After years of little or no growth, Norwegian basic research has received a long-awaited boost in allocations in the national budget for next year. The Research Council is pleased with the proposed increase of NOK 60 million for the open competitive arena for high-quality research, which provides funding for Independent Projects (FRIPRO).
"It is very positive indeed that the Government has recognised the need to strengthen this funding instrument, which provides fruitful working conditions and adds volume to the activities of Norway's top researchers, regardless of what their research focuses on," says Executive Director Anders Hanneborg at the Research Council.
Over the past several years the Research Council has assigned priority to enhancing the open competitive arena for high-quality research in its input to the national budget. In its budget proposal for 2011, the Council recommended an increase of NOK 150 million for funding of independent projects.
With the proposed rise in funding, the 2011 budget for the FRIPRO scheme will total NOK 535 million.
Solving tomorrow's challenges
Anders Hanneborg notes with satisfaction that the Ministry of Education and Research stresses the need to bolster independent basic research in order to better equip Norway to meet coming challenges to society as well as to strengthen the various subject areas.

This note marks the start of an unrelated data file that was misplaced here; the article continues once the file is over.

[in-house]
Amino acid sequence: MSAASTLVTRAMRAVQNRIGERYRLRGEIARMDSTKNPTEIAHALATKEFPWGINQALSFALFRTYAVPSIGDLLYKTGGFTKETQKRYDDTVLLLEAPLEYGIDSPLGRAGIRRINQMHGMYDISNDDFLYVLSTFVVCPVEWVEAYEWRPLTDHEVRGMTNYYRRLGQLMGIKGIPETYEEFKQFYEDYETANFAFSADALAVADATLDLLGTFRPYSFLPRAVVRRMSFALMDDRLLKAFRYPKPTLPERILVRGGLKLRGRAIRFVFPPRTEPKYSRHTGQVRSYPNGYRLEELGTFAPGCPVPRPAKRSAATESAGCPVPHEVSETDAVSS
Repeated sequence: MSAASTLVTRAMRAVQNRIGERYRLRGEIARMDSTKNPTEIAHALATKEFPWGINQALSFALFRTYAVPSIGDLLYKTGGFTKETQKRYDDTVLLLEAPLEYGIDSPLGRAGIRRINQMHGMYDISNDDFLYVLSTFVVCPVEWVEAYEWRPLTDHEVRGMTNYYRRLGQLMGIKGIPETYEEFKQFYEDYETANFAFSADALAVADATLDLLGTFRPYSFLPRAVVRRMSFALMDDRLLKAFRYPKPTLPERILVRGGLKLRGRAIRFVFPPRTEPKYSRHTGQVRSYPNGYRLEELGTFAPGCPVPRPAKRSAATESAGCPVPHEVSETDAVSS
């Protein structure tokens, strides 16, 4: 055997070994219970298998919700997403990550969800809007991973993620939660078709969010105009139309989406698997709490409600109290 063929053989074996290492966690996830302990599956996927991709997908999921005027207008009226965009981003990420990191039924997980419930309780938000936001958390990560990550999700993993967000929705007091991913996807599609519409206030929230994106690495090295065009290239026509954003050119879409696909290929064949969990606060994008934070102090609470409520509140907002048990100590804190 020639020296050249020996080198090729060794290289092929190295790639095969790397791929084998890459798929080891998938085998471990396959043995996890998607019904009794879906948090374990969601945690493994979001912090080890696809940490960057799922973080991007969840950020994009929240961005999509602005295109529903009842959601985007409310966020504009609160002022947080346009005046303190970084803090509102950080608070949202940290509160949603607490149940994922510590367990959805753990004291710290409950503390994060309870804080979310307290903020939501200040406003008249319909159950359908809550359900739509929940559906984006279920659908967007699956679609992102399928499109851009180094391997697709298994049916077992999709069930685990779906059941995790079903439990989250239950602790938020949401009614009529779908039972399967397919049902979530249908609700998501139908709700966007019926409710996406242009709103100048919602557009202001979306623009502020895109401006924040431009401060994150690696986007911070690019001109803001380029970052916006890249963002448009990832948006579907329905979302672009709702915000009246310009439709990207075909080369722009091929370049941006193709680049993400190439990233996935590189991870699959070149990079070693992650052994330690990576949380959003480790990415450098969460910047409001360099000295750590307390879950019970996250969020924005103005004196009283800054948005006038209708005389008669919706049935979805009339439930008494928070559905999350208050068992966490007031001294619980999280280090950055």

"High-quality basic research in a wide array of subject fields and disciplines lays the foundation on which all new knowledge and innovation builds. Many independent basic research projects have served as a springboard for listed companies or established medical treatments, while others have generated new insights that expand our understanding of the world around us," he states.
Funding the crème de la crème
The rigorous quality assessment of the grant proposals submitted for Researcher Projects is the FRIPRO scheme's major strength. Proposals are assessed on their own merits, independent of the politically-defined thematic priority areas or technologies. Only projects exhibiting the highest scientific calibre are granted funding.
"Fostering favourable conditions for innovative, high-quality research is crucial if Norway is to successfully tackle the changes it is facing," asserts Minister of Research and Higher Education Tora Aasland in a press release from the Ministry of Education and Research in connection with the presentation of the national budget.
The press release states that the increase in funding for independent basic research projects will provide more top research groups with the resources they need to carry out pioneering projects of high scientific merit. According to the Ministry, the open competitive arena for high-quality research ensures that original ideas are recognised and unexpected scientific findings are further explored.